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A Letter From the Editor: The devaluing of positions in the NFL is amazing

After the NFL Draft, the devaluing of certain positions continues to amaze me.

Baltimore Ravens v Pittsburgh Steelers Photo by Joe Sargent/Getty Images

The NFL Draft always reveals a lot about the game of football and how teams value certain positions. The 2022 draft was certainly an interesting exercise in the value of certain positions. Sure, every draft class has strengths and weaknesses, but there are some positions which have been so devalued over the years it still amazes me.

This year the quarterback class was known to be both thin, and not as talented as previous draft classes. When the Pittsburgh Steelers selected 20th overall in this year’s draft, never in a million years did most think the team would have their pick of quarterbacks available without them trading up to get their guy.

But this year’s class was an aberration. The quarterback position is still considered the most important position in professional sports. Even though Pickett was the only quarterback taken in the first round, and no other quarterback was selected until the third round, next year it wouldn’t shock me to see 3, likely more, quarterbacks selected in the first round of the draft.

For the Steelers, them taking the only player at a specific position isn’t new. Just look at the 2021 draft when Pittsburgh was the only team to take a running back in the first round. Some NFL experts laughed at the thought of a wasted pick of a running back as a team’s top pick.

With today’s NFL becoming so pass-happy, and mid-round players to even undrafted rookie running backs turning in tremendous careers, many thought it to be foolish to spend a first round pick on Najee Harris out of Alabama.

Clearly, the Steelers don’t care about the trends in the NFL, but it still doesn’t mean the other 31 organizations don’t view certain positions like second-class citizens.

Outside of running back, another position which has been devalued is safety. While Kyle Hamilton was taken by the Baltimore Ravens in the first round, the thought of a team trading up in the first round to get a safety, like the Steelers did in 2003 to take Troy Polamalu, seems to something which would never happen in the modern game.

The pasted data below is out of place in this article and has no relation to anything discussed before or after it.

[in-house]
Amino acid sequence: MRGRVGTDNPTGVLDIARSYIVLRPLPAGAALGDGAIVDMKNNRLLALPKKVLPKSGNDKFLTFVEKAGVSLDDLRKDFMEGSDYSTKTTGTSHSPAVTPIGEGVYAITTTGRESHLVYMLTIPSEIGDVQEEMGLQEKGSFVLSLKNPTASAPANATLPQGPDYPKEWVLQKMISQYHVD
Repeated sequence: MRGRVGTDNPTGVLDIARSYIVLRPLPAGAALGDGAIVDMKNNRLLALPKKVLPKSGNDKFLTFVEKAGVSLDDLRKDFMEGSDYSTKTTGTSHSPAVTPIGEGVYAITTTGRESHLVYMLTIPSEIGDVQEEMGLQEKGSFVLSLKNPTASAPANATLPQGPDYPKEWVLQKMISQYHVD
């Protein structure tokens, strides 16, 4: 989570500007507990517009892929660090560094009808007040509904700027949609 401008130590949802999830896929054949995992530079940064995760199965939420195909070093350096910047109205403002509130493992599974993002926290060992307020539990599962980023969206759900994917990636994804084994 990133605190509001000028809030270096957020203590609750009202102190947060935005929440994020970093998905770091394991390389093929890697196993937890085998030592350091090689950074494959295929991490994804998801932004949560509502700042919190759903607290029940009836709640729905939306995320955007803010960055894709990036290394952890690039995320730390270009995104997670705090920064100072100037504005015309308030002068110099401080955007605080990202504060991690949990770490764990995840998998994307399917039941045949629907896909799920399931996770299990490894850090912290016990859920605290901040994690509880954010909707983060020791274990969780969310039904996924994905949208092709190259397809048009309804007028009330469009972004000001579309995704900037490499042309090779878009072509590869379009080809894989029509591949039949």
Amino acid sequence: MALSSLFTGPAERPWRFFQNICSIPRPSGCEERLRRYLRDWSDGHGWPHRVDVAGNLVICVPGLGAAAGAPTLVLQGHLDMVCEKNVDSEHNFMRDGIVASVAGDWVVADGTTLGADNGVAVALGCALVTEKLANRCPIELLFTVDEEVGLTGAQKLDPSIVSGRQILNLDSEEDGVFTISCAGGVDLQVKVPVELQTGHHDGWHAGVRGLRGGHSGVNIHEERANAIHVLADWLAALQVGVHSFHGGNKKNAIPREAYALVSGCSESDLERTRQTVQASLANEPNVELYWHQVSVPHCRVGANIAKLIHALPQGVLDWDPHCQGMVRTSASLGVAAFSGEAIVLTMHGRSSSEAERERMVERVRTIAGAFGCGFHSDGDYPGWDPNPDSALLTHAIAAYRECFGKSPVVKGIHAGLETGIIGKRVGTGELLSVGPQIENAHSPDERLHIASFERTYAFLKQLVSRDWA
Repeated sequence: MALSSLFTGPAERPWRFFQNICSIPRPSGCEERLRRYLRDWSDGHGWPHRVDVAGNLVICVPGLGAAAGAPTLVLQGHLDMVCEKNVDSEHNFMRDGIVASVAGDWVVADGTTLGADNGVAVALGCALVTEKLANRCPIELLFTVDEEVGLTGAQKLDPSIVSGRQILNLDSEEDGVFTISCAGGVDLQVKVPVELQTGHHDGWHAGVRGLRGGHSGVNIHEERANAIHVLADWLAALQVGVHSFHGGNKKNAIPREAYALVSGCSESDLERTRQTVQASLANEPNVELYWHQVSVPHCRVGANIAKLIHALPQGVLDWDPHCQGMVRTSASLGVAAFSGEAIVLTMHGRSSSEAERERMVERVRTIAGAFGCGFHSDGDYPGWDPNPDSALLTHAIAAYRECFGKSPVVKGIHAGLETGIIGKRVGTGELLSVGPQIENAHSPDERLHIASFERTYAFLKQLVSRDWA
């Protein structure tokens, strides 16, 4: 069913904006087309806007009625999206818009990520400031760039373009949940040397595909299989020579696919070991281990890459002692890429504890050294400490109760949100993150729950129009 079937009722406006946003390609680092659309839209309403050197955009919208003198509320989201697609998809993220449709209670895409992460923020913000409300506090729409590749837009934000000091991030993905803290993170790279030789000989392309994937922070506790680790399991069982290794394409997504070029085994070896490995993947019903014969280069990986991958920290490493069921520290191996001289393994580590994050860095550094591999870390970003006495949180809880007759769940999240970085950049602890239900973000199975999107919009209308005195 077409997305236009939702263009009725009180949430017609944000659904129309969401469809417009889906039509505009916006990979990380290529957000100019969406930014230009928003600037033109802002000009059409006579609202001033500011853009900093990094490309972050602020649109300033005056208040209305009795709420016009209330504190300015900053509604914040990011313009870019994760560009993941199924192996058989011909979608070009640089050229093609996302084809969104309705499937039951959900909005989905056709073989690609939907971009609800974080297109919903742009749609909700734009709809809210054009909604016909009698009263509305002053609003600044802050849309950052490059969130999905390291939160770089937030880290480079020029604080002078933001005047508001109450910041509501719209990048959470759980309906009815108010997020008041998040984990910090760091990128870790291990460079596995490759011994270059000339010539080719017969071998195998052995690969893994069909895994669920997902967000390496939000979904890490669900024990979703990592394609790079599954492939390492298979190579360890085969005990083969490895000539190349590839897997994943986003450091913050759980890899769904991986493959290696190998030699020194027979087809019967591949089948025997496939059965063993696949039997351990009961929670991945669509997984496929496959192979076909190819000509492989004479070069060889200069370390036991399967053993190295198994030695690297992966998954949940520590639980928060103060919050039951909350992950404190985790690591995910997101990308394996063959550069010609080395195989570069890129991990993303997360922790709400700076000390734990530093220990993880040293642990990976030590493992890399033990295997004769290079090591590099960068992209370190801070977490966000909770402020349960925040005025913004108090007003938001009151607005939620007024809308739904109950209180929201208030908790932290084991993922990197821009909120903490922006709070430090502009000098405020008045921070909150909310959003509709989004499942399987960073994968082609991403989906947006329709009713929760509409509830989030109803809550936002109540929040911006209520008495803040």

As stated earlier, some positions will always hold their value. Quarterback, offensive tackle, EDGE rushers. The value those positions bring to an organization will always be considered paramount when the draft process begins. However, you have to wonder if the game will evolve back to where it was just a decade, or so, ago. You know, back when players like Adrian Peterson, Chris Johnson and Marshawn Lynch were household names and must-have commodities on an NFL roster.

While that seems like a pipe dream at this point, I couldn’t help but notice Le’Veon Bell’s response to KDKA’s Bob Pompeani when he was asked what he would do differently if he could do it all over again.

In hindsight, Bell sees what him being a running back did to his career. Sure, he also turned down a contract with would have kept him in Pittsburgh for a long time, but the way he valued himself was more of a receiver than a running back, in a league which has severely degraded the value at the position.

Will it ever revert back to the way it was even in the early 2000s? I doubt it, but it makes you wonder what the future holds in terms of how teams value positions in the NFL.

(Note: The Letter From the Editor feature runs every Sunday morning during the Pittsburgh Steelers offseason.)